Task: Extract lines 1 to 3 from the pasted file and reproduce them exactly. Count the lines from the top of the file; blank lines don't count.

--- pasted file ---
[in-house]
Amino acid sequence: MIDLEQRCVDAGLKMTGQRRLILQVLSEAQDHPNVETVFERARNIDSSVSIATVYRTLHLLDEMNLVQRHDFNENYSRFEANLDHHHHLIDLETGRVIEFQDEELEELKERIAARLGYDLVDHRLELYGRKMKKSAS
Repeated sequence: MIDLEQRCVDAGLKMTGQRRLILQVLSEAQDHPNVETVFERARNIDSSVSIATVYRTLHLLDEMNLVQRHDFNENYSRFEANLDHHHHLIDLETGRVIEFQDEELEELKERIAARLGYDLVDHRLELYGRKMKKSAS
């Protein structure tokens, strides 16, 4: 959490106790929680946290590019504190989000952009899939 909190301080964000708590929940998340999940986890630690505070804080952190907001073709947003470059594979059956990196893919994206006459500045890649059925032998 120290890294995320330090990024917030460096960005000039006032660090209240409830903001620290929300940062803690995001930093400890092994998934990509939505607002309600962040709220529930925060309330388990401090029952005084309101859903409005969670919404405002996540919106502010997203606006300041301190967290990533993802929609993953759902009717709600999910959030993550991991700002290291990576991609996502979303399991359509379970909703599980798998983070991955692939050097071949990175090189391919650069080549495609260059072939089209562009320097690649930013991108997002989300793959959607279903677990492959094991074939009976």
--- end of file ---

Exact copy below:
[in-house]
Amino acid sequence: MIDLEQRCVDAGLKMTGQRRLILQVLSEAQDHPNVETVFERARNIDSSVSIATVYRTLHLLDEMNLVQRHDFNENYSRFEANLDHHHHLIDLETGRVIEFQDEELEELKERIAARLGYDLVDHRLELYGRKMKKSAS
Repeated sequence: MIDLEQRCVDAGLKMTGQRRLILQVLSEAQDHPNVETVFERARNIDSSVSIATVYRTLHLLDEMNLVQRHDFNENYSRFEANLDHHHHLIDLETGRVIEFQDEELEELKERIAARLGYDLVDHRLELYGRKMKKSAS